Friday, February 7, 2014

True Love

TRUE LOVE ..  

I saw this on Facebook today. It reminds me so much of my days working at the nursing home. And it reminds me why I feel so privileged to be loved exactly this way.






It was approximately 8.30 a.m. on a busy morning when an elderly gentleman in his eighties arrived to have stitches removed from his thumb. He stated that he was in a hurry as he had an appointment at 9.00 a.m.

I took his vital signs and had him take a seat. I knew it would take more than an hour before someone would to able to attend to him. I saw
 him check his watch anxi...ously for the time and decided to evaluate his wound since I was not busy with another patient.

On examination, the wound was well healed. Hence, I talked to one of the doctors to get the supplies to remove his sutures and redress his wound.

We began to engage in a conversation while I was taking care of his wound. I asked him if he had another doctor's appointment later as he was in such a hurry. The gentleman told me no and said that he needed to go to the nursing home to have breakfast with his wife.

I inquired about her health. He told me that she had been in the nursing home for a while as she was a victim of Alzheimer's disease. I probed further and asked if she would be upset if he was slightly late. He replied that she no longer knew who he was and she had not been able to recognize him since five years ago.
I asked him in surprise, "And you still go every morning, even though she doesn't know who you are?"
He smiled as he patted my hand and said, "She doesn't know me, but I still know who she is."

I had to hold back my tears as he left.
I had goose bumps on my arm, and I thought, "That is the kind of love I want in my life."

True love is neither physical nor romantic. True love is an acceptance of all that is, has been, will be, and will not be.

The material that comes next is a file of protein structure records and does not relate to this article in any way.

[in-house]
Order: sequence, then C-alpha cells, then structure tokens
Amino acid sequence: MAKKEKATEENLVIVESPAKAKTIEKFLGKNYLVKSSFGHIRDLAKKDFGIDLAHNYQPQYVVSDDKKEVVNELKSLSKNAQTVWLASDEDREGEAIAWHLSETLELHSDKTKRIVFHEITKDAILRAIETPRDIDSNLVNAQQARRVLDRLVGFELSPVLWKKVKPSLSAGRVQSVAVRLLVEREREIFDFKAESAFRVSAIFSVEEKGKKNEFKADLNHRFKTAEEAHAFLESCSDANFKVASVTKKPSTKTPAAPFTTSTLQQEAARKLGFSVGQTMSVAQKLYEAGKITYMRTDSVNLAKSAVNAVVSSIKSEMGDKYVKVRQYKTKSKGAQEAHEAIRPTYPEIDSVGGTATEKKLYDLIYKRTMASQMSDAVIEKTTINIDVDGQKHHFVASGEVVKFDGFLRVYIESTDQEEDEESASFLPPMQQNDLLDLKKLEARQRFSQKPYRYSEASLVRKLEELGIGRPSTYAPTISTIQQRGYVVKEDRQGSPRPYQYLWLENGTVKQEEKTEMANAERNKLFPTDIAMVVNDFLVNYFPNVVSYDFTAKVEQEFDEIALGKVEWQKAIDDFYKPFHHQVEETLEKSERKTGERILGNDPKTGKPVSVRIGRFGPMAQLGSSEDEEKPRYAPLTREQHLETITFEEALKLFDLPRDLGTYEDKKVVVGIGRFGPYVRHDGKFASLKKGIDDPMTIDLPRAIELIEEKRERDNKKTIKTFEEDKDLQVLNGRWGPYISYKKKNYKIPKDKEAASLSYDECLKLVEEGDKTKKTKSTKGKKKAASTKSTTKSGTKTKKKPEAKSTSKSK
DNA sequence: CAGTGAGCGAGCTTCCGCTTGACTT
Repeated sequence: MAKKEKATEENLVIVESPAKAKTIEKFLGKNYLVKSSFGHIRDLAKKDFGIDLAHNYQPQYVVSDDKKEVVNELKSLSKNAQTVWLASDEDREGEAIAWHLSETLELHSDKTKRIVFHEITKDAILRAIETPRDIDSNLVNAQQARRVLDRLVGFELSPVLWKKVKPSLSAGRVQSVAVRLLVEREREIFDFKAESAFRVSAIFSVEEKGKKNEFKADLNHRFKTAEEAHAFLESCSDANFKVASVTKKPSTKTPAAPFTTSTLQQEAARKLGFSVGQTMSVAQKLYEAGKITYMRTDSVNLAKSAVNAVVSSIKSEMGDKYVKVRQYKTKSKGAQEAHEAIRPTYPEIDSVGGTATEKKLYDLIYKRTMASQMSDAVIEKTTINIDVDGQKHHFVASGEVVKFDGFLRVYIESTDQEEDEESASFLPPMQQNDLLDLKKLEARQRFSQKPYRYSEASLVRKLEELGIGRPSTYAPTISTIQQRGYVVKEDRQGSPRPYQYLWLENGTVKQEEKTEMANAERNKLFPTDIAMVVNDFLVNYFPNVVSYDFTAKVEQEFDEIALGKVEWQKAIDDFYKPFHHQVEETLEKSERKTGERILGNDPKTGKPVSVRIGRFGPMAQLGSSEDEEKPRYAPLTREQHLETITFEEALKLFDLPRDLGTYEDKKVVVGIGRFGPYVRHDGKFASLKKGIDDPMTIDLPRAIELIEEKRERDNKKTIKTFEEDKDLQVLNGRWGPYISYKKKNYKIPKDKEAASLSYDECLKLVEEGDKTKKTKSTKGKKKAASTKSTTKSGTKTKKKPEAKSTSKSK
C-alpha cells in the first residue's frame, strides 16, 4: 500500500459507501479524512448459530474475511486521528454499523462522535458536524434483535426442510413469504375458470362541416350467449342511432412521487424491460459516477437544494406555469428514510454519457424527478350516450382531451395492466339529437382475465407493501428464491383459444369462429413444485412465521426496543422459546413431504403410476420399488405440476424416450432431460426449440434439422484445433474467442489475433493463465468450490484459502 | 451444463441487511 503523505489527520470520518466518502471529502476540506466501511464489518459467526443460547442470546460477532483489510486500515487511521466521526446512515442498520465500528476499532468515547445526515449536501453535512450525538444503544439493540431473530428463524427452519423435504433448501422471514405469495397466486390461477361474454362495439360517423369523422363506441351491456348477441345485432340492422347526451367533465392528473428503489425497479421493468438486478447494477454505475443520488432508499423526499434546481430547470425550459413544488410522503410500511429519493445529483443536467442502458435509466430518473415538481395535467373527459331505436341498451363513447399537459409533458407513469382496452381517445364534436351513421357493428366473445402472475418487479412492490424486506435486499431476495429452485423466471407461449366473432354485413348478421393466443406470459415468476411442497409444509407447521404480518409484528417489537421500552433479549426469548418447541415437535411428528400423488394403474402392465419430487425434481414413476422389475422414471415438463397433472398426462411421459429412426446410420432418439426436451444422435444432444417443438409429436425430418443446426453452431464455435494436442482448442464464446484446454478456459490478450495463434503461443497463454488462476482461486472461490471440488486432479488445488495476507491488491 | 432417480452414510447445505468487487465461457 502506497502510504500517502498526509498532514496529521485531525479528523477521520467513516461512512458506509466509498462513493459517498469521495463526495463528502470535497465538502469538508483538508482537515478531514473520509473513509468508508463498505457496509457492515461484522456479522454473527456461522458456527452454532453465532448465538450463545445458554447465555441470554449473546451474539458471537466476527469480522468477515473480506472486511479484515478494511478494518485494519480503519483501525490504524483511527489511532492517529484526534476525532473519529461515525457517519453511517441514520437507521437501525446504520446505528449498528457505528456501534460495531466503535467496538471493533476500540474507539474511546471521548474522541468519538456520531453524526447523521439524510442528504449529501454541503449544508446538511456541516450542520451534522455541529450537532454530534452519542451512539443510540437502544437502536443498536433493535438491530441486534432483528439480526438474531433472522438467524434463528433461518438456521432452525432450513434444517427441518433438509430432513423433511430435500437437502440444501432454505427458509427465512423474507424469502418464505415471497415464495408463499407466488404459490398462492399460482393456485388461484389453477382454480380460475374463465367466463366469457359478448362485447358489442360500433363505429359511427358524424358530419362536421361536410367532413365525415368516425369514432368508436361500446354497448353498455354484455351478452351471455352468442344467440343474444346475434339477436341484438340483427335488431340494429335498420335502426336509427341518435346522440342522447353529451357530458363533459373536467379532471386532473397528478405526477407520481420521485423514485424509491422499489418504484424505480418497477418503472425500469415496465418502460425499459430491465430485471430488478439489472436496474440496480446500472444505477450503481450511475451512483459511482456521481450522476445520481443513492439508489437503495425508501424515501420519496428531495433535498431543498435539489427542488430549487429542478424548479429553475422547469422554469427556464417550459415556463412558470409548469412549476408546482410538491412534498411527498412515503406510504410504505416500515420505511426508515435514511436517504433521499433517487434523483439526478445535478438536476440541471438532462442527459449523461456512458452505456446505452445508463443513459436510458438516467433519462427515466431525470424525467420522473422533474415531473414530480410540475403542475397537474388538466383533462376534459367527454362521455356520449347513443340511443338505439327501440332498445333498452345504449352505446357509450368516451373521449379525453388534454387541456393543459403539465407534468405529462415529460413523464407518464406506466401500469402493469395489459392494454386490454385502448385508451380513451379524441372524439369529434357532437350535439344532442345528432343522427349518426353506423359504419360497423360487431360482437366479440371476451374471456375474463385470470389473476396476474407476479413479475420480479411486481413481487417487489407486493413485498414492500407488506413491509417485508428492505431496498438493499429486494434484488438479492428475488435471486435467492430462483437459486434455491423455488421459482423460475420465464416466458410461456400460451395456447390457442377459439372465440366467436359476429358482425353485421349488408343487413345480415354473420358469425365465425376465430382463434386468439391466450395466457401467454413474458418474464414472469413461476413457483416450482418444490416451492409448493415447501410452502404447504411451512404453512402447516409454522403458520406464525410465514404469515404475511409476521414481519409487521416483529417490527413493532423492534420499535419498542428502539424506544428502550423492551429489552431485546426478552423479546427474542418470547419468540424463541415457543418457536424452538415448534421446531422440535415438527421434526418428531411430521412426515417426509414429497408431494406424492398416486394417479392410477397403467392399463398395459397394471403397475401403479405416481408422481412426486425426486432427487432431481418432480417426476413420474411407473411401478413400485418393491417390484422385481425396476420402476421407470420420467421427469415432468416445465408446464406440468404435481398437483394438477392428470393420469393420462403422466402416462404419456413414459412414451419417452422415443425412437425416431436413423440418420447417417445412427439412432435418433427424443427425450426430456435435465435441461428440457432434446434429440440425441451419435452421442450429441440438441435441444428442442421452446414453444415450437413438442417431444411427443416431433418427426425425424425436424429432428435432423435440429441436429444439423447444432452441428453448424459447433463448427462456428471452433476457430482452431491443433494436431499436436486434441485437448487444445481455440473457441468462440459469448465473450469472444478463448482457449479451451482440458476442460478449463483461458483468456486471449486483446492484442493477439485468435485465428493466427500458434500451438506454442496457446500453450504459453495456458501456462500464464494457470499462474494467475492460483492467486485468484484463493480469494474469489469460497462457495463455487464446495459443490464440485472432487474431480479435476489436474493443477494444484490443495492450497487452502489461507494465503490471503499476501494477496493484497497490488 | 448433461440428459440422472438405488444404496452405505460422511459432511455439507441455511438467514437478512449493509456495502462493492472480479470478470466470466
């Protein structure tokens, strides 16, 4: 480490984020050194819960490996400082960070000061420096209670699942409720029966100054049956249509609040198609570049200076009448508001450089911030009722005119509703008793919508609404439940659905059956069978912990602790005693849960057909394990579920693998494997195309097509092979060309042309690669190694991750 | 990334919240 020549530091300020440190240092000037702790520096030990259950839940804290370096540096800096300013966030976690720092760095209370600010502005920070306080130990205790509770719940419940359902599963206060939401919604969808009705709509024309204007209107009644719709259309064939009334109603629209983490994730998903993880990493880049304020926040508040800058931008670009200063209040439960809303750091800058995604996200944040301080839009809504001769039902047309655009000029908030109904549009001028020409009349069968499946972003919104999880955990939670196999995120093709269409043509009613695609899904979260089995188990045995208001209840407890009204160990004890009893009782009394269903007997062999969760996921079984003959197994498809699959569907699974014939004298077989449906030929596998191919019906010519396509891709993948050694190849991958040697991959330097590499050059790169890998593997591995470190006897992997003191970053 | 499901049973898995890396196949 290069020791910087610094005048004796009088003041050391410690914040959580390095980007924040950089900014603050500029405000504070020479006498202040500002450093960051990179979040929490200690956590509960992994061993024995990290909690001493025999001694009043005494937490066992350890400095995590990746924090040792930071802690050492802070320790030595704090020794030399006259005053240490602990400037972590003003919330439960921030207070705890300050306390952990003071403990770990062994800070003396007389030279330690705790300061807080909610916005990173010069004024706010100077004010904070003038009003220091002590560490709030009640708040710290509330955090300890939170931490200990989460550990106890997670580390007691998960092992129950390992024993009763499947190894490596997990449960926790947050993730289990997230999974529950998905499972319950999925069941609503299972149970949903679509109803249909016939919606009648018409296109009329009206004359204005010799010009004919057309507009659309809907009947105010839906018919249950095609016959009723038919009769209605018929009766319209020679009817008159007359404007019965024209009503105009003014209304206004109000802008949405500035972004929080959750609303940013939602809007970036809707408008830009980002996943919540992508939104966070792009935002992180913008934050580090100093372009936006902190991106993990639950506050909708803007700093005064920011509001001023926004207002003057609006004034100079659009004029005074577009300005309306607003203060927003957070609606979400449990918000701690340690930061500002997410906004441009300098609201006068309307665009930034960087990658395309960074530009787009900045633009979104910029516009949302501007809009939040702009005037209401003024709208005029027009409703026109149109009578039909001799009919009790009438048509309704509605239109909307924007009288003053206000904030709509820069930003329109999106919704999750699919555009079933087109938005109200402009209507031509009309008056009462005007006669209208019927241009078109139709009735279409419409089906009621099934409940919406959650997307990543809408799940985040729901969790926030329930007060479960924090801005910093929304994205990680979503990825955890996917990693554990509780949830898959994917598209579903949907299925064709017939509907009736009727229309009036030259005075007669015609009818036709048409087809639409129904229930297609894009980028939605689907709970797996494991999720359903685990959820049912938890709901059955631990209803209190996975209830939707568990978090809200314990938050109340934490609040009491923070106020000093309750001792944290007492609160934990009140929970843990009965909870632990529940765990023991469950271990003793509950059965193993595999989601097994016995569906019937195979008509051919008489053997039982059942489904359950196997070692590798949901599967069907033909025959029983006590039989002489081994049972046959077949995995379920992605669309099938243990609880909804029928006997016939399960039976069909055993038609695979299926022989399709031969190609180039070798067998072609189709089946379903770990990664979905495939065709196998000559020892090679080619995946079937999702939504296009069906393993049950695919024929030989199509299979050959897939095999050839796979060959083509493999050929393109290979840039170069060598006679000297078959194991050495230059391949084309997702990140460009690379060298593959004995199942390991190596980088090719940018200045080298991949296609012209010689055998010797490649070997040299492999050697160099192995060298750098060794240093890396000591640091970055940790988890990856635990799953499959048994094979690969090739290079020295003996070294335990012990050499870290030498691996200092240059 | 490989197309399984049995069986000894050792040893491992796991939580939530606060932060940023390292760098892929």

12 comments:

  1. That Paula, is exactly what I say to my one brother when he doesn't call or come to see Mom because "she doesn't know who I am anyways". I always say "But you know who she is, she is still your mother". But he still doesn't get it.... Thanks for sharing this.

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    1. It is a very sad disease, isn't it? I saw many families that no longer came to see their loved one in the nursing home for this very reason. I cannot begin to imagine how hard it would be for them not to know who I was. With Richard's type of dementia he, at least, knows all of us! For that I am thankful

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  2. Sad, yet beautiful and happy in what it is. Reminds me of one of my uncles who is taking care of his wife in a similar circumstance. He'll probably have to put her in a care facility soon, but he's been resisting it.

    Lee
    Wrote By Rote
    An A to Z Co-host blog

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    1. It is sad but I admire that man who goes because he remembers her. That is true love!!

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  3. What a beautiful beautiful story. Thanks for sharing it. It did bring tears to my eyes.

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  4. I had a professor at university who visited his mother on a regular basis (they lived miles apart), for that very reason. Even though she no longer knew him nor remembered he had visited.

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    1. I know that I would continue to visit. Just on the off-chance that day he might remember me! Alzheimer's is a horrible disease

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  5. I love this. Shows what true love and commitment is really about. My grandpa died with alzheimer's disease and my grandma went up there every day. He didn't remember who she was either.

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    1. It would be really hard to keep going when they don't even know you. But I would feel the same and keep going because I know him

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